b. indirect benefits in terms of greater freedom within society.  There are dangers that being unvaccinated may mean that children/young people are excluded from aspects of society that require proof of vaccination (e.g. travel; events).  It’s also possible that societies will give children more freedom in schools (no distancing, no masks) if they are vaccinated.  Given that many have argued that requiring proof of vaccination is unethical for adults, these arguments cannot ethically be used to support vaccination of children.

Benefits for broader society:

These largely relate to reduction in transmission which we are now confident that come with vaccination of adults.  Children and teenagers do play a role in transmission, and if they remain unvaccinated they are likely to act as a reservoir of infection.  We don’t currently have any evidence that vaccination will reduce transmission from children to vulnerable adults, although it is reasonable to believe that the same reductions in transmission will occur as for adult vaccination.

Risks for children and young people:

The key one is safety.  The signals thus far are that the Pfizer vaccine appear very safe in teenagers although data have only been reported and not yet formally published.  Regulators in Canada and the USA have given the Pfizer vaccine emergency approval for 12-16 year olds.  However we must remember that safety data on this vaccine – and the future data from children’s trials – number only in the thousands.  Children’s immune systems differ to those of adults, and they respond differently to certain drugs and vaccines.  Given that all medicines and vaccines have some side effects, no matter how rare, we can assume that there will undoubtedly be very rare vaccine side effects in children and teenagers.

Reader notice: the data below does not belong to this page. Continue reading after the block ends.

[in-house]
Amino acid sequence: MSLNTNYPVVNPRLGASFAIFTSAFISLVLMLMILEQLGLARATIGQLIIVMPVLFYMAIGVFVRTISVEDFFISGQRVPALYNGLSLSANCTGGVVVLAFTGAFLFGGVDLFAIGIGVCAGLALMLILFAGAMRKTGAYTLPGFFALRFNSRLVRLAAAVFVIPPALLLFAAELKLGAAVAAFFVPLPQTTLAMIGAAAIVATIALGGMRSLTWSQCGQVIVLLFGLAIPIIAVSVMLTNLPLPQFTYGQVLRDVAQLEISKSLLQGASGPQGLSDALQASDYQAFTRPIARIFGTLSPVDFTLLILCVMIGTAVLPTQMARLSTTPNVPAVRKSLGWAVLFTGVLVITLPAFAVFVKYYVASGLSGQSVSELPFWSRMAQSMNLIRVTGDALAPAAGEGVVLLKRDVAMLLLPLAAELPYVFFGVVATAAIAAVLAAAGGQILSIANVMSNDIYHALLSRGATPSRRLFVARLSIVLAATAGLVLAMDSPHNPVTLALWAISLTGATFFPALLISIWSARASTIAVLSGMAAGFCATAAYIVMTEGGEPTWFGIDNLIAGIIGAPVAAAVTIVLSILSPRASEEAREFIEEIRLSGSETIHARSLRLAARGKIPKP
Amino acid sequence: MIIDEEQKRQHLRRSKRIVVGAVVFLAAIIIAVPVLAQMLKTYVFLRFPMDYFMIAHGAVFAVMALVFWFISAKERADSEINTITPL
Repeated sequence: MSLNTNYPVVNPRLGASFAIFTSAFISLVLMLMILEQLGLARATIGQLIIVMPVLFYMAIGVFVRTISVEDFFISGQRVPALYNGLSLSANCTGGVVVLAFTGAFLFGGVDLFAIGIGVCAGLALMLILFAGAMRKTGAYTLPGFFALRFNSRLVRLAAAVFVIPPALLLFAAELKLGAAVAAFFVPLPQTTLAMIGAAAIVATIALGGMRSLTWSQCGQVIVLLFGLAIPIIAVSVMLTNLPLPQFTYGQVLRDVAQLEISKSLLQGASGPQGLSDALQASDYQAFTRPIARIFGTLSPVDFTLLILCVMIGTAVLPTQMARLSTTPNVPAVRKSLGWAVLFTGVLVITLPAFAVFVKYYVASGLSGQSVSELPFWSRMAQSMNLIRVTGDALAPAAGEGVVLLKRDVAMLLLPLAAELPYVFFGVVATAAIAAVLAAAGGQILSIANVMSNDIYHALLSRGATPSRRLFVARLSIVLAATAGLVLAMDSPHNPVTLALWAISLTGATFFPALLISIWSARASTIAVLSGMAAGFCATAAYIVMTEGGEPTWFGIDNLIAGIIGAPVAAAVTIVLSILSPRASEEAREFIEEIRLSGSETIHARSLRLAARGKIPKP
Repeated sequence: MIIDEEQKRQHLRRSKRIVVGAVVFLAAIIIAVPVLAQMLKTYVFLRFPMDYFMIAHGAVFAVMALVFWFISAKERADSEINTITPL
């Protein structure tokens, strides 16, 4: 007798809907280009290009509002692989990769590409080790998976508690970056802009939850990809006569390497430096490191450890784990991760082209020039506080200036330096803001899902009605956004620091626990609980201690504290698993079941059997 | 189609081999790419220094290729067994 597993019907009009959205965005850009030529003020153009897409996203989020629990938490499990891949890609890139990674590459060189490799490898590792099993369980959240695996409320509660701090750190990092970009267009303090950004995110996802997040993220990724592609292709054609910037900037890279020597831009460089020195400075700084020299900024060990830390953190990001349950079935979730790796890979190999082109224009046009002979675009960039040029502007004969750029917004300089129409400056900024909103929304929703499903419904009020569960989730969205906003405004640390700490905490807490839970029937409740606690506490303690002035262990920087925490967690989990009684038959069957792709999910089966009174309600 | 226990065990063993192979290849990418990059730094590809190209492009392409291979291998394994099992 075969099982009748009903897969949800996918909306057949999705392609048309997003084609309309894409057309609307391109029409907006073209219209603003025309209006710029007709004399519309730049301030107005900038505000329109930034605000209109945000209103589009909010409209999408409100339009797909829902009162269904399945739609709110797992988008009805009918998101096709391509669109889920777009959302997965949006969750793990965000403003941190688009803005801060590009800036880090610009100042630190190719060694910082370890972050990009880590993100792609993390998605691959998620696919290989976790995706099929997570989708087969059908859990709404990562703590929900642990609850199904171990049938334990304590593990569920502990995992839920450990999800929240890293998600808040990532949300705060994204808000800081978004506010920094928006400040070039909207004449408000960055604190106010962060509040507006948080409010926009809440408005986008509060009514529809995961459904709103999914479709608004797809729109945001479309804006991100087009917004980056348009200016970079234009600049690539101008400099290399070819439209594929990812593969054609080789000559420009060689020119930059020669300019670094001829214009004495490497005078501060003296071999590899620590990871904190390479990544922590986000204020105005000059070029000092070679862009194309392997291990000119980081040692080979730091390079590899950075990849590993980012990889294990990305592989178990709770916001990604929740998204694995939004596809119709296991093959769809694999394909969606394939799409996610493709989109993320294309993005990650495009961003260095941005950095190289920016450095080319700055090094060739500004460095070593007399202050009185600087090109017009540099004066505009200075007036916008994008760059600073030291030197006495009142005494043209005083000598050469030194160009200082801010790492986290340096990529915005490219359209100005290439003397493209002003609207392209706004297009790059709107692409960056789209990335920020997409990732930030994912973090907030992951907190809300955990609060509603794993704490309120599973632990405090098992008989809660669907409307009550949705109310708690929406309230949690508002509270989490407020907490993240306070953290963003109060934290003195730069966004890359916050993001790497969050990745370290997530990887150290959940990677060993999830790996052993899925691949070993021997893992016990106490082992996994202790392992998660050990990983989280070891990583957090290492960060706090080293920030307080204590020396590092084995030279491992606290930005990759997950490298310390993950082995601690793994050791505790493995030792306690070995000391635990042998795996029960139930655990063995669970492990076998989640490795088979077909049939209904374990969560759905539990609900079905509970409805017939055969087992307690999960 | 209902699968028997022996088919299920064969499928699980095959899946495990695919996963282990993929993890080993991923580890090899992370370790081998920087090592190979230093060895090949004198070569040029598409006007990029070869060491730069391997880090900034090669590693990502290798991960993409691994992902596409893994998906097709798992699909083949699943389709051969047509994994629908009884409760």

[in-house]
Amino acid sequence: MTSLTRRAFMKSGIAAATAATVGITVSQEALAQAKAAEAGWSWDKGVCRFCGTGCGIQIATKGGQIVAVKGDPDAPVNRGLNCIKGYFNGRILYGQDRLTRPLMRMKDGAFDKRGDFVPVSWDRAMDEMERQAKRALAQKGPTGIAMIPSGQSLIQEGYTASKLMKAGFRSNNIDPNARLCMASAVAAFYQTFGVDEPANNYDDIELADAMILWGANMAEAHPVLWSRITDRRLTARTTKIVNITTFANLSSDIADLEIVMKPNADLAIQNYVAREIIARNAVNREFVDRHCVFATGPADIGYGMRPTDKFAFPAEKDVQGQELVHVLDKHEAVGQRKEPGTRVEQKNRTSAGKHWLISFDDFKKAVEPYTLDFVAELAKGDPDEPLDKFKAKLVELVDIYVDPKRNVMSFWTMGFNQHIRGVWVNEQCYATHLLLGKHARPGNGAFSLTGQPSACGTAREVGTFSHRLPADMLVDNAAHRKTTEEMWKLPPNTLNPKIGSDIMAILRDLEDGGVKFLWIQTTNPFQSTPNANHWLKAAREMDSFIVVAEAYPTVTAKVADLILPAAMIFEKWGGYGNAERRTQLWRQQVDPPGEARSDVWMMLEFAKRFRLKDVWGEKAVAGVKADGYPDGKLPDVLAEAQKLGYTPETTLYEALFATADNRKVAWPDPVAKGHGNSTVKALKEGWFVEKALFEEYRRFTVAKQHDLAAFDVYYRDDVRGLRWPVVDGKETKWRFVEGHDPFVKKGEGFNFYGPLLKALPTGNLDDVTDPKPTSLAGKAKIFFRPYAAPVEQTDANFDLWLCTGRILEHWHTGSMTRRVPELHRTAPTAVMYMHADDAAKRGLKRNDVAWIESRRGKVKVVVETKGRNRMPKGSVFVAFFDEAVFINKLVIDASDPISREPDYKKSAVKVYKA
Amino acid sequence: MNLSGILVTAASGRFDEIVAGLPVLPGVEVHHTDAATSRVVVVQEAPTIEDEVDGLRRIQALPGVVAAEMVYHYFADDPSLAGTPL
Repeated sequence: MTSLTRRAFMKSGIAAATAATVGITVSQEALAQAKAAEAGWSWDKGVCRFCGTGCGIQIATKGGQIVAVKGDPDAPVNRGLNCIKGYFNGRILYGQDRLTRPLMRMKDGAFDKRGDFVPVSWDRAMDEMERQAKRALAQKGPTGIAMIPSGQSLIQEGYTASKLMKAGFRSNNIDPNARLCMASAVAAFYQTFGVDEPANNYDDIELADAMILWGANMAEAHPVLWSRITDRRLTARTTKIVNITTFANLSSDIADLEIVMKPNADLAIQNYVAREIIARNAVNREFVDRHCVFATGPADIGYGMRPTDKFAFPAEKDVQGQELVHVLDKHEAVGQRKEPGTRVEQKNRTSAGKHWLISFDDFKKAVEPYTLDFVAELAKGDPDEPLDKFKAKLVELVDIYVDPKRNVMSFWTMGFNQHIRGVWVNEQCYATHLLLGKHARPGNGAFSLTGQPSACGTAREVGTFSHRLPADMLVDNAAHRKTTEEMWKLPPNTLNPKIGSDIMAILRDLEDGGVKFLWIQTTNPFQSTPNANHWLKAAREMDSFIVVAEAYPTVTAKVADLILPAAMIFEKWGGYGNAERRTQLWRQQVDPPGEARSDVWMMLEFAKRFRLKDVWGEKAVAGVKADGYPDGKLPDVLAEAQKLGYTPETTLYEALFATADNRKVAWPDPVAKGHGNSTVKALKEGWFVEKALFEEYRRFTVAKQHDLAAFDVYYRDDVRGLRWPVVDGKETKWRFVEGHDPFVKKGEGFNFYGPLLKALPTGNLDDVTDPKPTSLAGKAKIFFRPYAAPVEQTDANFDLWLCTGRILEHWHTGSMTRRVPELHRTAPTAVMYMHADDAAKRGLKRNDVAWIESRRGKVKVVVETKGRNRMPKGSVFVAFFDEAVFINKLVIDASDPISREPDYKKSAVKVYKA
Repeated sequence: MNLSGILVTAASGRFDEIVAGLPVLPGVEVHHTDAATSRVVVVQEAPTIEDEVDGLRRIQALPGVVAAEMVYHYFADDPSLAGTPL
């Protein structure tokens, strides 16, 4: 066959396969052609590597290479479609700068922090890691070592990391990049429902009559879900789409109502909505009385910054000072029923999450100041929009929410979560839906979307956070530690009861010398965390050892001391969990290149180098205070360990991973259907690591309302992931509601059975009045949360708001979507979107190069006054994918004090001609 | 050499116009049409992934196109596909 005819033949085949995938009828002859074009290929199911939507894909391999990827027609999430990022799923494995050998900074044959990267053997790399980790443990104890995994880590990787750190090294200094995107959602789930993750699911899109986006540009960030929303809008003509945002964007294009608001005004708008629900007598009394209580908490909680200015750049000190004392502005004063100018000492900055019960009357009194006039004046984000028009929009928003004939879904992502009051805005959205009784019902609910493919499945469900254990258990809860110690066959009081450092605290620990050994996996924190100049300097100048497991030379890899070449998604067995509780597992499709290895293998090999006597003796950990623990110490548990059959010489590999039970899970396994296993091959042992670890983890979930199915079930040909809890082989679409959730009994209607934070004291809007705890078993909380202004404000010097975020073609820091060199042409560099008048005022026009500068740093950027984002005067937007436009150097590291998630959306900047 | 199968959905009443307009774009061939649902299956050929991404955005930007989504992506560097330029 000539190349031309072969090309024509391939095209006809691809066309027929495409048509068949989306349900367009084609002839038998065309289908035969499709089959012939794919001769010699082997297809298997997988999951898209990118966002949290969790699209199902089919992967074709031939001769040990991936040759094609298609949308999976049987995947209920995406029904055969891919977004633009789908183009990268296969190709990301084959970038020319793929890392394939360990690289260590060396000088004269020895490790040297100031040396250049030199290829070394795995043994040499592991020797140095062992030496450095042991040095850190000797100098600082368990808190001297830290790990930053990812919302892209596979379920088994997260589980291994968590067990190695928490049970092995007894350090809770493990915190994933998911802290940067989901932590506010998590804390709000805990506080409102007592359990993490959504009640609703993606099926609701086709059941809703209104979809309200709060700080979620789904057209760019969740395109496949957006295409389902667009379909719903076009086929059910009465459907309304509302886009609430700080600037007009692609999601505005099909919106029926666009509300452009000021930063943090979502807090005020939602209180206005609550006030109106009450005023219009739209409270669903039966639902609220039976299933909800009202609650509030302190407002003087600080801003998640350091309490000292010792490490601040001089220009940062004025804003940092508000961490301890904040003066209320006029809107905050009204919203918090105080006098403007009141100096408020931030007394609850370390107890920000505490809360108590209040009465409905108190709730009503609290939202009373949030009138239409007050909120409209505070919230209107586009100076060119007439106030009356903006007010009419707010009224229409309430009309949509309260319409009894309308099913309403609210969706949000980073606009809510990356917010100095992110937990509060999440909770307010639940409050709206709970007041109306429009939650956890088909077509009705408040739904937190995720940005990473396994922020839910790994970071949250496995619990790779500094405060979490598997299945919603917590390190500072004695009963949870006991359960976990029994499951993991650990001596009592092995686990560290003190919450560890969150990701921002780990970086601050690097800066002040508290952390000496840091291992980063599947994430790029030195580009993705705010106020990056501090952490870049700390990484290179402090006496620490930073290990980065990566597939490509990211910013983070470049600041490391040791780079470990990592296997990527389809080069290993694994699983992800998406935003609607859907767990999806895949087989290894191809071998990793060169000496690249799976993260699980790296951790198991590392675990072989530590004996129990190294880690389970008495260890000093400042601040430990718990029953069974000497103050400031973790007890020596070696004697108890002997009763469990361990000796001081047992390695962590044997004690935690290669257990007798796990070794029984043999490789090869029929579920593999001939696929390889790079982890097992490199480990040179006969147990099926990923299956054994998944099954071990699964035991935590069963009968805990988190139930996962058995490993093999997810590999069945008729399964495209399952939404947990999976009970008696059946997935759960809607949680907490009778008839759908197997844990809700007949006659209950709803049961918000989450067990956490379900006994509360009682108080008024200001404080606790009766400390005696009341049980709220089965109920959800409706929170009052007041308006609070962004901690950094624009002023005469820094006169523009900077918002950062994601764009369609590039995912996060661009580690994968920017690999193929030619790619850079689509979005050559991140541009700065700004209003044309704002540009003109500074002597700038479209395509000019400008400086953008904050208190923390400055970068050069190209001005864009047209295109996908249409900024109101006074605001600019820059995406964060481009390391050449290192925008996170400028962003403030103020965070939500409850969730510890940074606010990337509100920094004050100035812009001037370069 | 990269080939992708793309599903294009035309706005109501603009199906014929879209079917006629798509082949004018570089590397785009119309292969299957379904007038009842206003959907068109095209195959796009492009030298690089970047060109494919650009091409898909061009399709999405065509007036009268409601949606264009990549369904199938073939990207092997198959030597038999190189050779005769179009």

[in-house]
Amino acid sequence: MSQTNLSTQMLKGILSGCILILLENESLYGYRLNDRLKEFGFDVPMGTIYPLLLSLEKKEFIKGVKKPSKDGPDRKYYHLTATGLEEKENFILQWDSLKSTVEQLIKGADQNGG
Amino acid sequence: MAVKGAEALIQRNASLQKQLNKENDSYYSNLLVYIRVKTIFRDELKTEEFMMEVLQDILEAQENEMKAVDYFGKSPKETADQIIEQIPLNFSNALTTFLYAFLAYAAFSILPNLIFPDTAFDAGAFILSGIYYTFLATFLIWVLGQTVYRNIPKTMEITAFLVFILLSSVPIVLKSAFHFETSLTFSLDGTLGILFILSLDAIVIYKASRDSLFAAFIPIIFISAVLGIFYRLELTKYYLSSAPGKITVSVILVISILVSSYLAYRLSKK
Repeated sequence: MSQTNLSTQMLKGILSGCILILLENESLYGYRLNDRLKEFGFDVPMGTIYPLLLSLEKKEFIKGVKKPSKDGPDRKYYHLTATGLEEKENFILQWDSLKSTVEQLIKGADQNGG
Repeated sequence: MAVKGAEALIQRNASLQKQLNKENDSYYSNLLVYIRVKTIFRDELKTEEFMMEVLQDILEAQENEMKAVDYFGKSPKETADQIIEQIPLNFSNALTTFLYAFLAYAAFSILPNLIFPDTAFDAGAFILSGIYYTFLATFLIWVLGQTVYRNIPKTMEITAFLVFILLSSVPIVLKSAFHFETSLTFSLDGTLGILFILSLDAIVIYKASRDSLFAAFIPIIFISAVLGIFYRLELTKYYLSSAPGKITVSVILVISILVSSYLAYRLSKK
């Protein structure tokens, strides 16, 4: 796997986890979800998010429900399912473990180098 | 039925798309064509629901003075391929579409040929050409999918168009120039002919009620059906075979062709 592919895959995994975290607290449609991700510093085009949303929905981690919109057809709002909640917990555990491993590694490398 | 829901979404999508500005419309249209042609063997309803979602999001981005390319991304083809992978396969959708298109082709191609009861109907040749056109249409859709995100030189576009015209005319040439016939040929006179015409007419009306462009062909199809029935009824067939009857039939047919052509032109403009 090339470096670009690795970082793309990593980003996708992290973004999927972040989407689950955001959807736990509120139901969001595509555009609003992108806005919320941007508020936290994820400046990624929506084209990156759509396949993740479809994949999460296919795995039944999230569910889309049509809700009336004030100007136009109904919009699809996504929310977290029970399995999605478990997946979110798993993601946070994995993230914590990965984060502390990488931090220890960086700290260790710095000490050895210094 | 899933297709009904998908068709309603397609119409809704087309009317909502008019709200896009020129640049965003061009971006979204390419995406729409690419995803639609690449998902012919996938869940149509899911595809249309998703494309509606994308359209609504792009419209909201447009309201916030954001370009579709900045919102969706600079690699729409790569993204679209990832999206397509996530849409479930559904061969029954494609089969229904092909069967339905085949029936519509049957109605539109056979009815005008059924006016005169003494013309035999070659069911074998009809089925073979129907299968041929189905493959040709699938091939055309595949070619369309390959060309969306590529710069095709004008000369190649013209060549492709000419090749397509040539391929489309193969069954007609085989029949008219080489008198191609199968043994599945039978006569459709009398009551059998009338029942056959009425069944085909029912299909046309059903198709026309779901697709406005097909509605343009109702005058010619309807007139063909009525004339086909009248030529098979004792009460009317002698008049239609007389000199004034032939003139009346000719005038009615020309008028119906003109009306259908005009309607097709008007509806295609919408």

Risks for broader society:

The key risk for broader society is the diversion of vaccines to those at low risk whilst there is a desperate need for vaccines for vulnerable adults in many countries.

The question of whether we should vaccinate our children and teenagers is a complex one.  We currently don’t have any safety data on children under 12 years and the data on teenagers are only on small numbers, although the Pfizer data are very promising.  The argument for vaccinating children and teenagers to reduce transmission to adults has strengthened with recent data showing vaccination reduces transmission.  However this means that we are vaccinating children and teenagers to benefit adults, which requires very careful ethical consideration.  We do vaccinate children to protect others against other diseases (influenza, rubella for example) however we do this with full knowledge about the risks of vaccination for children.  We do not have this information about COVID-19 vaccines.

We currently do not have the data to consider vaccinating children.  The balance for and against vaccinating teenagers is much more finely balanced.  We need current data to be publicly available, data on larger numbers and to have ethicists and young people themselves involved in discussions and decisions about whether to vaccinate teenagers later this year.

Q&A

No items found.